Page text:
So Lucia gave her mother instructions. In two days the household would be packed up, and the Castello closed, with just old Aleta left behind as a caretaker, and they would go to Milan. To the Palazzo Ducale, where she would present her daughter.
And her mother had not answered back, but had nodded obediently, all the while looking at the swaying snake’s eyes, not her daughter.
Later, back in her chamber, Lucia asked the serpent in her bosom. “Who are you and just what can you do?”
I am the asp. I serve those who are in a pact with the great worm. I have served others. I have served queens. I have bitten one too, at her command. Octavian would have had her killed.
“You are not to bite me, I command you.”
I am yours to command.
But it would lie, part of her mind said. Had she been in the same position she would have lied. She would plan to kill itâ€¦ in time. For now. “What can you doâ€¦ and what can’t you do for me?”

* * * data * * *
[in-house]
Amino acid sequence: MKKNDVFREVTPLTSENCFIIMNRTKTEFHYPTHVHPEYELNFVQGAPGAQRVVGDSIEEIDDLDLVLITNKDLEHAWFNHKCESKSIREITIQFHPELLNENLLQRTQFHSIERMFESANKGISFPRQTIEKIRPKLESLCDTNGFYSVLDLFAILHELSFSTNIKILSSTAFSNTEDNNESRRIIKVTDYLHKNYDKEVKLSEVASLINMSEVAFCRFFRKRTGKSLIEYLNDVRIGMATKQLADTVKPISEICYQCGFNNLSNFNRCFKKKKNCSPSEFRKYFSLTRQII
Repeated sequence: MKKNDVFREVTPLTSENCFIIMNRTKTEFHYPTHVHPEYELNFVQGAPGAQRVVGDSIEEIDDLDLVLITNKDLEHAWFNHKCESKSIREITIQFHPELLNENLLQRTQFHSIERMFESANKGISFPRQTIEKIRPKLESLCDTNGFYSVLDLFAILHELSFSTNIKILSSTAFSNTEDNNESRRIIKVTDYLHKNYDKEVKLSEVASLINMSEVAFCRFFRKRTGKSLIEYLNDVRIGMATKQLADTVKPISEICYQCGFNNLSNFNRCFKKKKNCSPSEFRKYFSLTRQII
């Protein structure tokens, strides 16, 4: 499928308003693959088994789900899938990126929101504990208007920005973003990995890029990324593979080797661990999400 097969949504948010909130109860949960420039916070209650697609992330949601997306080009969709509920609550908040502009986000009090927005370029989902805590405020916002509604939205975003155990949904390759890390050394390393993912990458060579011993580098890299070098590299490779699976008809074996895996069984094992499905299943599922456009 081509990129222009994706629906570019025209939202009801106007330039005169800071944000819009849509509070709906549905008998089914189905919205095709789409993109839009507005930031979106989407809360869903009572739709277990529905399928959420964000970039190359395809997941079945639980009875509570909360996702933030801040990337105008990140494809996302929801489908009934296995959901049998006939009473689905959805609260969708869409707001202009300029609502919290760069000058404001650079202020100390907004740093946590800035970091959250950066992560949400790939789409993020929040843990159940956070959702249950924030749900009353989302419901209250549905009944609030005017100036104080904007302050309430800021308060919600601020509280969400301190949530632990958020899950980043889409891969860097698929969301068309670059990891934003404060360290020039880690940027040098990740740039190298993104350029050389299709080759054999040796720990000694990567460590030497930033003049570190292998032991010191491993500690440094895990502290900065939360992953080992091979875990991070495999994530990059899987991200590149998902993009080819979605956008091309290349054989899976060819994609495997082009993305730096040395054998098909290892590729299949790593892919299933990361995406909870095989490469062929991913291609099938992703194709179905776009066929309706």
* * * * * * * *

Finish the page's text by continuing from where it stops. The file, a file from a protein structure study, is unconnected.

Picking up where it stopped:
I can kill, slowly or fast. I can induce paralysis, either in the whole or in any part. I can cause great pain. I can hypnotize, as I have done to your mother. I am but a small part of the great worm. I cannot deal with more than one foe at a time. There are some who can resist my hypnosis, but they are few. I can help heighten your own charms. That magic too is in your grasp.
The great wyrm was correct. She did get used to having the asp in between her breasts, although she had been afraid to sleep, the first night.
Two days later they left for Milan. For her goal.